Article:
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Meg Shaap

In her first solo exhibition, Marie Antoinette, at Touchstone Gallery Meg Schaap explores the    personality, beauty and power of the last Queen of France.  This project began by a reading of Marie Antoinette: The Journey by Antonia Fraser and then viewing Sophia Coppola’s 2009 movie Marie Antoinette.  Both portrayed the compelling story of an Austrian teen who was forced to enter a political marriage with King Louis XVI, an introvert, pretty much her opposite. Meg’s painterly portrayals explore the quandaries Marie faced as she was swallowed up by the new French Court environment bound by outlandish rules, extravagance, and unbending traditions.

Meg, who has a lifelong love of fashion, paints images that show an appreciation for Marie’s fashion designs invented by Rose Bertin (founder of the first French fashion magazine).  Costuming required huge wigs decorated with news objects of the day, such as replicas of a ship Marie funded on behalf of the American colonies getting ready to throw off British rule. Money was no object and Marie took advantage of that.  After painting the first major official portrait of Marie Antoinette in 1778, to everybody’s satisfaction, the young woman Vigee Le Brun was regularly asked to portray the queen. So it is this infatuation with portraits that Meg uses as a springboard for her own interpretive portraits.

a la rose

While portraiture is a major viewpoint in this exhibit, freedom is also a major theme.  Meg shows a side of the queen not usually seen.  One in which Marie eventually leaves the court with all its masks and falsities behind, residing with her children in a less pretentious house in Versailles.  In one mixed media piece, Meg constructs a figure from Vogue magazines and situates it coming from a wall of Gucci inspired images—illustrating the liberation of Marie from the court and all it represented.

Let Them Eat Cake

Likewise in her own life, Meg who was born in Holland and schooled in Nijmegen and Groningen at the Academy of Art Miner,  also experienced a major transformation that led her to Spain.  There she learned English and German before moving to London where she became a flight attendant.  A yearning for the arts called and enrollment in St. Martin’s College followed.  There she met her future husband.  Together with their young family they located in Washington DC by way of Naples FL.  The one constant in this nomadic life was painting, whether outside museums or with friends in classes and inspired by Frieda Kahlo, Diego Velázquez and Kehindi Wiley.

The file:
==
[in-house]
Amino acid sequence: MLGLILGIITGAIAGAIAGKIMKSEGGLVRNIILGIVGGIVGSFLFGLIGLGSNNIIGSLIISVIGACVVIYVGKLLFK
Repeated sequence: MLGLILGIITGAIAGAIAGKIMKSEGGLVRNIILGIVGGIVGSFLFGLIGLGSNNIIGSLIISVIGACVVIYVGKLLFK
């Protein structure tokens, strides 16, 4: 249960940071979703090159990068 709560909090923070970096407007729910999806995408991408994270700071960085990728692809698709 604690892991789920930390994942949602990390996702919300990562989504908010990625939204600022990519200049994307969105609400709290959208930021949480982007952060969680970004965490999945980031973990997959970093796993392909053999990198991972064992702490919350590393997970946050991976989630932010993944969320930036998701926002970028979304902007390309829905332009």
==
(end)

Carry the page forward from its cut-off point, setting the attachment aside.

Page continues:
Meg has a special affinity to Wiley who notes, “We have…received historical ways of viewing portraiture.  And I suppose in some way I’m sort of questioning that by toying with the rules of the game….And so in the 21st century, when we’re used to clicking and browsing and having constant choice, painting simply sits there silently and begs you to notice the smallest of detail.” Meg is especially interested in these fields of detail, especially those that surround her painted figures — details that include collaged paper, gold leaf and jeweled elements.  Her meticulously painted delicate-yet-free expressive lines are reminiscent of the painter Dufy.  And intense color in other works accentuate the narrative.  Each painting is filled to the brim with bustling commotion, a “joie de vivre” that demands your attention. –Rosemary Luckett

Meg Schaap invites viewers to visit her exhibit during the month of March and view her take on historical portraits and the intimate complex impressions of Marie Antoinette.  Meet the Artist/Artist Talk: Sunday, March 25, 1 – 3pm.  Touchstone Gallery,  901 New York Avenue NW Washington DC 20001 ● Wed-Fri 11-6 Sat-Sun 12-5 ● 202-347-3787 ● @touchstonewdc http://www.touchstonegallery.cominfo@touchstonegallery.com

Marie Antoinette

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